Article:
Thursday, June 26, 2014

Correggio, Antonio

The Adoration of the Magi
oil on canvas
84 x 108 cm
Pinacoteca di Brera, Milan, Italy

Antonio Allegri da Correggio (1489-1534), usually known as Correggio, named after the small town in Emilia where he was born, was one of the greatest Italian artists of the Renaissance, who was responsible for some of the most vigorous and sensuous works of the 16th century. Relatively unknown in his lifetime, he was to have an enormous posthumous reputation. He was revered by Federico Barocci and the Carracci, and throughout the 17th and 18th centuries his reputation rivalled that of Raphael.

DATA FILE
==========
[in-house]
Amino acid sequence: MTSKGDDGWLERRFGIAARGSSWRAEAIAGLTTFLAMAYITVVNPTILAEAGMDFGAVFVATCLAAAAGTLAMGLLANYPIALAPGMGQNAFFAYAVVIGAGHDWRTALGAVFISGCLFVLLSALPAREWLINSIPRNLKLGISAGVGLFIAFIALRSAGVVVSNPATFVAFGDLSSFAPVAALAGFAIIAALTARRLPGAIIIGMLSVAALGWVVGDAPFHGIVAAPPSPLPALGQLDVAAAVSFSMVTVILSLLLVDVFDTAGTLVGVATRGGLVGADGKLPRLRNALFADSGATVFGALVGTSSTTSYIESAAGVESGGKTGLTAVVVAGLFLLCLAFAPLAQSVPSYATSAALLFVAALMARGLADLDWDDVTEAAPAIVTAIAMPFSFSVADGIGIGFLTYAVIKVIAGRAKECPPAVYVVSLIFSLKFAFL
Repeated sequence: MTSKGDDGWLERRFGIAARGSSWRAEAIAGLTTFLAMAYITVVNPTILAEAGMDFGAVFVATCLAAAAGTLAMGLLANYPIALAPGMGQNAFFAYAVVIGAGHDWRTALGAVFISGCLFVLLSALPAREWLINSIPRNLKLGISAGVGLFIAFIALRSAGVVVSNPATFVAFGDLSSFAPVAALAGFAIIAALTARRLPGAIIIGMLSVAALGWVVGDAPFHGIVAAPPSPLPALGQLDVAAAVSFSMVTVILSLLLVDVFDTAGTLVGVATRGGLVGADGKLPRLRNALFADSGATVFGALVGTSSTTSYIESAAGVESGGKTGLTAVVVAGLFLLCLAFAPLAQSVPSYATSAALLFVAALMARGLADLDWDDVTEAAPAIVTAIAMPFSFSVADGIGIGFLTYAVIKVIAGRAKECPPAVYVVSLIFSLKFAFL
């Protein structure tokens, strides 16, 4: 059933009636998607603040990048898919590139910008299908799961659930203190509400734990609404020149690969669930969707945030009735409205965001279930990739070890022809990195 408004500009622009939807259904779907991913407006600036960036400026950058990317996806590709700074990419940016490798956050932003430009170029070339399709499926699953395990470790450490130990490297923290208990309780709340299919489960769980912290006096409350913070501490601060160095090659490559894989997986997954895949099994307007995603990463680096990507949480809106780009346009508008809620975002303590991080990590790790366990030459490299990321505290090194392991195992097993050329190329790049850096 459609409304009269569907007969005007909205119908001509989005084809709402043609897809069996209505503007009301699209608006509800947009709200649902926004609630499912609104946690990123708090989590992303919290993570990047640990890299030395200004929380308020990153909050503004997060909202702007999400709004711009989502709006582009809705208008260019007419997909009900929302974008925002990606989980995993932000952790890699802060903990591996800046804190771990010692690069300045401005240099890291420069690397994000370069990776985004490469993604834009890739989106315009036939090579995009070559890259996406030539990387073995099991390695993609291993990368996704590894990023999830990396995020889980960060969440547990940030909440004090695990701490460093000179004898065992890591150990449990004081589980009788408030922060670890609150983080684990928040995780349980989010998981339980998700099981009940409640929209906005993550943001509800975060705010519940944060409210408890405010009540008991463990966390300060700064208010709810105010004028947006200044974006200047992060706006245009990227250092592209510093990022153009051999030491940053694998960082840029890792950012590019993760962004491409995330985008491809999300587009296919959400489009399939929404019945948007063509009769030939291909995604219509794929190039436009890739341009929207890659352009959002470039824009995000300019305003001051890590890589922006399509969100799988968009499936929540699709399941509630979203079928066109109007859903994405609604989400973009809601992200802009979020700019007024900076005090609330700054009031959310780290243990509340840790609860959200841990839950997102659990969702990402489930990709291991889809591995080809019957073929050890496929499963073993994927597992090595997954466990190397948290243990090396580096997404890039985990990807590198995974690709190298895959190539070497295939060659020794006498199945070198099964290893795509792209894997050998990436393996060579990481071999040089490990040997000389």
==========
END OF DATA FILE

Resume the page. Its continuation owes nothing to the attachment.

His career is poorly documented and his training has to be conjectured on stylistic grounds. Echoes of Mantegna's manner in many of his early paintings indicate that he may have studied that master's work in Mantua, and he was influenced in these works also by Leonardo. Later he developed a style of conscious elegance and allure with soft sfumato and gestures of captivating charm. Although he worked mainly in provincial centers, he was one of the most sophisticated artists of his time, blending disparate sources into a potent synthesis. In his use of dynamic composition, illusionistic perspective and dramatic foreshortening, he prefigured the Rococo art of the 18th century.